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How to Get Your Offer on a House Accepted

Collaborative Post

The housing market has boomed since the end of the first COVID-19 induced lockdown in May 2020. Properties have been selling as soon as they hit the market, and many are being snapped up before they’re even advertised.  

So, where does this leave you if you’re eager to buy your next (or your first) home? How can you increase the chances of your offer making it to the top of the pile in a sellers’ market?

Do Your Research

If you’ve found your dream home and are eager to make an offer, wait! In a competitive market, if you’ve fallen in love with a property, there’s a good chance that others will be interested too.

Before deciding on how much to offer, find out all you can about the property for sale. How long has it been on the market? How much have similar properties in the same road sold for recently? Has the asking price been reduced? You may also be able to find out from your estate agent and in talks with the vendor while viewing what the reason for selling is and whether there are any other interested parties. 

All of this will help you build a picture of how in-demand the property is and how much to offer to give you the best chance of success.

Win over the Estate Agent

The estate agent selling your dream property wants to make a sale as quickly as possible, earn their commission and move on to the next deal. Buyers who can move fast and are fully committed to their purchase are the holy grail for estate agents. 

Put yourself in the strongest position as a buyer and give the agent a reason to champion your offer to the seller. First of all, take the time to build a relationship with the estate agent. Go into their offices, chat with them and be friendly.

Move quickly — be the first to request a viewing and make it clear that you are serious about buying. There’s a healthy balance to be struck here if you want to achieve the best sale price. If you display your enthusiasm for the property too strenuously to the seller, they are more likely to hold out for a higher offer.

Finally, and most importantly, get your finances in order. If you need a mortgage, obtain a mortgage in principle as soon as you can. This will help to “qualify” your offer and show the estate agent and the seller that you can afford to go through with the purchase. The best way to make sure that your offer is the one the seller is eager to accept is to make yourself a chain-free buyer. If you need to sell your current home before you can buy the new one, do this now! House cash buyers offer the fastest way to sell a property. You could be sold up and chain-free in as little as seven days. Chain-free buyers are an attractive prospect to sellers because there is no risk of property chain problems, which can lead to delays, expense and even a failed sale.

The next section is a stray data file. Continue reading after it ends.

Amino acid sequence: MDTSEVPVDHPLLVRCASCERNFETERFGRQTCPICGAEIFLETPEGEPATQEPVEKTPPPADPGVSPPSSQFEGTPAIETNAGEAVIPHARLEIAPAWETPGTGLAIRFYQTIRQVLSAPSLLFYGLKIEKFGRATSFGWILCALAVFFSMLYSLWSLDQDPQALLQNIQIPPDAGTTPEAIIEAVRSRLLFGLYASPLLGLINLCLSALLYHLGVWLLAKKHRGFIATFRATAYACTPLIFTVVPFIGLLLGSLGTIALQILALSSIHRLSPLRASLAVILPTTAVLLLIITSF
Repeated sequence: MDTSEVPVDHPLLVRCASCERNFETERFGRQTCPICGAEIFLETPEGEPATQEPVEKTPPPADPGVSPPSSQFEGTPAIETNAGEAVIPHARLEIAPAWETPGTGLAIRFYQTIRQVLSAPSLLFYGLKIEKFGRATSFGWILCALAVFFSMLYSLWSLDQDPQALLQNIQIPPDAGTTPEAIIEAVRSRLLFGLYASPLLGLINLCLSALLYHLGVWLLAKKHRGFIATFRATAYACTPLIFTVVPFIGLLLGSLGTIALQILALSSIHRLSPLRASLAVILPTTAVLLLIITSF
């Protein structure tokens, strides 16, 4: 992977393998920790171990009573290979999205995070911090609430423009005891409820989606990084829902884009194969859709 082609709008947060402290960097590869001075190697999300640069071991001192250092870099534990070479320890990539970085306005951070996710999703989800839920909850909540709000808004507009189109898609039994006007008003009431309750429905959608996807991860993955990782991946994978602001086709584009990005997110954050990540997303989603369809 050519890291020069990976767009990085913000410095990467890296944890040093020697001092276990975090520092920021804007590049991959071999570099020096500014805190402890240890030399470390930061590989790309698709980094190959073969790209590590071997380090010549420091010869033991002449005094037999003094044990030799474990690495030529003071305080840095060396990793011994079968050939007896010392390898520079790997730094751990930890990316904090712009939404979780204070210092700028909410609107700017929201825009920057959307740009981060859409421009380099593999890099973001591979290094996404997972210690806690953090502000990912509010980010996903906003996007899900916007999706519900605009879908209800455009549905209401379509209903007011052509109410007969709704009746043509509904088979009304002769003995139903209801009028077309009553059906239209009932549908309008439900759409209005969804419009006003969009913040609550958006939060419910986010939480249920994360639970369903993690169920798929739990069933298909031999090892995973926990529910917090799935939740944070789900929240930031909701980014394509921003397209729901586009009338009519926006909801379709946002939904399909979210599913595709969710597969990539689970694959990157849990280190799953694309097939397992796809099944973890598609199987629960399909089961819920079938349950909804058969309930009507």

Set a Budget and Strategy for Negotiation

No matter how much you want a house, you must be clear on what your maximum budget is — and stick to it! In a buoyant market where properties are moving fast, and there is a lot of competition for popular houses, it can be tempting to go in with a sky-high offer from the get-go. But beware of this approach. You can always raise your offer if a lower one is rejected, but you can’t easily negotiate down (unless something unexpected crops up in the survey further down the sale process). 

That said, avoid making a ridiculously low offer. Refer back to your initial research to give you an idea of how much is reasonable. If you start too low, the sellers could discount you as not being a serious contender and refuse to even consider any subsequent offers, especially if they are inundated with bids.

Be Flexible 

Every seller wants a simple house sale that moves in a timescale that suits them. If there is a lot of demand for the property you’re interested in, be as flexible as you can and avoid making demands. Even at the offer stage, sellers may be put off if they sense you will be difficult about agreeing on a completion date that suits you both or if you’re likely to have unrealistic expectations about what’s included in the sale, for example. 

If the sellers have yet to find a property to buy, make it clear that you’re in no rush and happy to wait for your dream home. If there are a few minor repairs and home improvements to make, reassure the seller that you’re happy to undertake these when you move in, and you won’t be making demands about them completing the work or reducing the sale price to cover your costs. 

You want the seller — and the estate agent — to view you as the dream buyer, just as you see the property as your dream home.

If you’re trying to buy a house in a sellers’ market, it can quickly become demoralising and frustrating. Don’t despair. It may feel like the situation is out of your control, but there are actions you can take to improve the chances of your offer being accepted. It may mean slowing down and spending more time researching and preparing to put yourself in the strongest position as a buyer, but it will pay off in the end.

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